In April 2017 I completed my Doctorate studies, my research explored the ways in which repeated exposure to traumatic workplaces, events and people who exhibit potentially traumatising behaviour, influence clinician decision making and judgements. My thesis was published last year, this is the link:

In January 2017, I successfully gained funding and support from the Queens Nursing Institute and Burdett Trust for Nursing, as a part of their fund for Innovation and Leadership. I worked with a team in my Trust to focus on a ‘Healthy Man Project’: Improving the Physical Health for Men diagnosed with Psychotic Illness – reporting results for 50 patients in an enhanced clinic.

The results showed a positive increase in physical, mental and social health and health and wellbeing of patients because problems are identified early and intervened with. Many outcomes were achieved, a few highlights include:

  • 21% of patient’s engaged in active smoking cessation and reduced their smoking.
  • 46% of patients lowered their blood sugar during clinic attendance by between 1-6 points.
  • 10% of patients achieved a measured weight loss which was demonstrable in terms of a reduction in waist circumference of between 7-20cms.
  • 34% of attendees achieved a BMI reduction of between 0.8-3.5 points.
  • The project also increased volunteer opportunities and skills for volunteers, which supports their occupational opportunities. And during the study an education video was made to support patients and carers to conduct focus groups.

20 months ago I commenced my role as the Freedom To Speak up (FTSU) Guardian for the Trust. My Trust was an early adopter for the concept, and I have subsequently presented at the National FTSU Conference in Westminster and co-presented a table to session at this conference with Dr Henrietta Hughes and Sir Robert Frances. In the last year I have continued this work and also become the Chair for the Yorkshire and Humber FTSU Guardian Network. I hosted a visit for the National Guardian for the NHS in December 2017.

Over the past 18 months I have worked with a number of clinical and managerial teams using a Listening into Action (LIA) approach, we have now published over 165 change stories, below is a summary video in regards to this:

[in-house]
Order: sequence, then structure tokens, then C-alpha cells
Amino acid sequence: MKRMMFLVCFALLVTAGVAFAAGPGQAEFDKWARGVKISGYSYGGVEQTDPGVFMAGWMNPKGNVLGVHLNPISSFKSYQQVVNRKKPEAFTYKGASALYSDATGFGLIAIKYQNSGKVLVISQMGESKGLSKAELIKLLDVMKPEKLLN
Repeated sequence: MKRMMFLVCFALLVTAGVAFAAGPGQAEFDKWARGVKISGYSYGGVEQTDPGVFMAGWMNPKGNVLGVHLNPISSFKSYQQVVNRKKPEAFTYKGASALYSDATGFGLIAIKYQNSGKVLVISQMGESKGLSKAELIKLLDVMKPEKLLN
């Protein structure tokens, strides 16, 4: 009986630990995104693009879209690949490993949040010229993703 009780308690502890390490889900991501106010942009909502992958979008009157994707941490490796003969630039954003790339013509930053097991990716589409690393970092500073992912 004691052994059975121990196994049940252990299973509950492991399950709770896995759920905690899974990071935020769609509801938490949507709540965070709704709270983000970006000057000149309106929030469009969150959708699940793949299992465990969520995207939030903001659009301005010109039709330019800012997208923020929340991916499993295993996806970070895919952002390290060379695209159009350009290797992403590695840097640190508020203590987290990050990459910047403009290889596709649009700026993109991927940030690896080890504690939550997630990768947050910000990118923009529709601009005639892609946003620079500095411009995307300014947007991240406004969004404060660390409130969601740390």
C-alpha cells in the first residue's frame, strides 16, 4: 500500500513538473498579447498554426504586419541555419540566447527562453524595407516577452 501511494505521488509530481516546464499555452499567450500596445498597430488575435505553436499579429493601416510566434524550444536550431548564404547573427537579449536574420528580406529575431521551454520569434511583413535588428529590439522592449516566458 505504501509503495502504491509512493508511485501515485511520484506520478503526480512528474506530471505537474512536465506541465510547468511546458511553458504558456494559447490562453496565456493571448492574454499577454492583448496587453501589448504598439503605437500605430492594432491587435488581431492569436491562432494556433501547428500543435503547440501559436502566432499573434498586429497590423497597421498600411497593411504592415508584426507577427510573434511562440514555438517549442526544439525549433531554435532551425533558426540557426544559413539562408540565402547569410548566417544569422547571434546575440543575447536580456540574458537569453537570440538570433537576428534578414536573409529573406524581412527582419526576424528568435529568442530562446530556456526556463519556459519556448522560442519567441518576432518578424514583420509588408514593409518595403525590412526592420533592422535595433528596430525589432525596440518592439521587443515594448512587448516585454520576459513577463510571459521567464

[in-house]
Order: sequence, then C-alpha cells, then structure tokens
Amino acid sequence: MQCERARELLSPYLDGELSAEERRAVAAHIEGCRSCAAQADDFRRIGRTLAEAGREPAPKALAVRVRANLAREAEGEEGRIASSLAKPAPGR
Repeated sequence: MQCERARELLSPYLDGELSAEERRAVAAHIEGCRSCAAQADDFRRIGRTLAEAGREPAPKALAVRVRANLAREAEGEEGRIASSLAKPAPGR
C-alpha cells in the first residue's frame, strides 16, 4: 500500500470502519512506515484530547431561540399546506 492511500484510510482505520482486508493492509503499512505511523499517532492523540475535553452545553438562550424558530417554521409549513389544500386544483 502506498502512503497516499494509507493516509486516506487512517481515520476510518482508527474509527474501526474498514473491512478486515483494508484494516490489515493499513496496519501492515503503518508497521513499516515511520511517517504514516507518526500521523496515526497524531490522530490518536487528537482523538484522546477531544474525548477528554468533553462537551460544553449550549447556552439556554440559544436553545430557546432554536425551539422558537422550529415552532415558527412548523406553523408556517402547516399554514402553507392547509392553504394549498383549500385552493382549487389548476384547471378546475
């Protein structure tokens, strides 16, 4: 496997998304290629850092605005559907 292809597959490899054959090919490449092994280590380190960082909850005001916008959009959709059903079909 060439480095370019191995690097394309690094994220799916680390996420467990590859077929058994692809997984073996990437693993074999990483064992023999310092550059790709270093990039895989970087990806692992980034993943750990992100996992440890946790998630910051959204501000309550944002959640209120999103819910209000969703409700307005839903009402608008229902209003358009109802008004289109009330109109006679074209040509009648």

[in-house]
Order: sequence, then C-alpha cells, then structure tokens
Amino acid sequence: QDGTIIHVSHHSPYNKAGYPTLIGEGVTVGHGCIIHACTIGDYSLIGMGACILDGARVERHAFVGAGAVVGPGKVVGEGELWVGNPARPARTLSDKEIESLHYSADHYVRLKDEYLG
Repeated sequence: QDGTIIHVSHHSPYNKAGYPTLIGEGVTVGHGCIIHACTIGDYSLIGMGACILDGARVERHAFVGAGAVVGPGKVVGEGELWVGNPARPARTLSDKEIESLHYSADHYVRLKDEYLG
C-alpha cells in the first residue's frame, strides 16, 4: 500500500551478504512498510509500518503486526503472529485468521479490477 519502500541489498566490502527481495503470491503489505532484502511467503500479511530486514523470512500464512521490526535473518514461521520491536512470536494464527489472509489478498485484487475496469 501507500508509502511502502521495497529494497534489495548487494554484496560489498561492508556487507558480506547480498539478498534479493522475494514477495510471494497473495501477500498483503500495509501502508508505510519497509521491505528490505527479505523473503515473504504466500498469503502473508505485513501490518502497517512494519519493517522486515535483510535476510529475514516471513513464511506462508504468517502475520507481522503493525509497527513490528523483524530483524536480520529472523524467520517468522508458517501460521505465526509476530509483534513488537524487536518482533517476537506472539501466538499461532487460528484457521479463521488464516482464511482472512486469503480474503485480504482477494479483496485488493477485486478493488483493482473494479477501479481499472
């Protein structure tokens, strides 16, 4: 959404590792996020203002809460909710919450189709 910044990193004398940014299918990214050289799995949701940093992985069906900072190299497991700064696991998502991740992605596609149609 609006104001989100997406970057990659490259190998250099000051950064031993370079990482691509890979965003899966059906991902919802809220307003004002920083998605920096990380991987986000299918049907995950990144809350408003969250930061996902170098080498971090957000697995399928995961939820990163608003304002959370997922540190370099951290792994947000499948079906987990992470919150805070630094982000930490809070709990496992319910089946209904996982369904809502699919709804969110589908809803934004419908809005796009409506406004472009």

Alongside of the clinical and support service changes, I have also worked with staff concerning community health and wellbeing activities. This has included various charity runs, and also at Christmas this year, a ‘reverse advent calendar’ appeal, focussed upon filling rucksacks with food, hygiene products and also socks, hats and gloves. This gained huge support, and we filled over 120 rucksacks and distributed them to help improve Christmas for people who are less fortunate in the region.

Picture with Kathryn Singh (CEO RDASH), Steve Hackett (Director of Finance) and Rosie Johnson (Director of Workforce and OD) – With 120+ rucksacks filled and collected for distribution, to families, young people, children and older adults in need at Christmas.

I am now using LiA to lead our Trusts Retention programme, jointly working with NHS Improvement – Professor Mark Radford, and in the past 6 months have presented the retention work at National Workshops alongside of NHSI to Nurse Directors and HR Directors.

Finally, I have continued my work as a Fab Ambassador, working with staff over the NHS Change week, many of the stories related to this are published on the ‘Fab NHS Website’. I have been interviewed as a part of the ‘Humans of the NHS Project’  And I have continued to work as one of three clinical board members on the NHS Confederations Mental Health Network Board – here is the web link: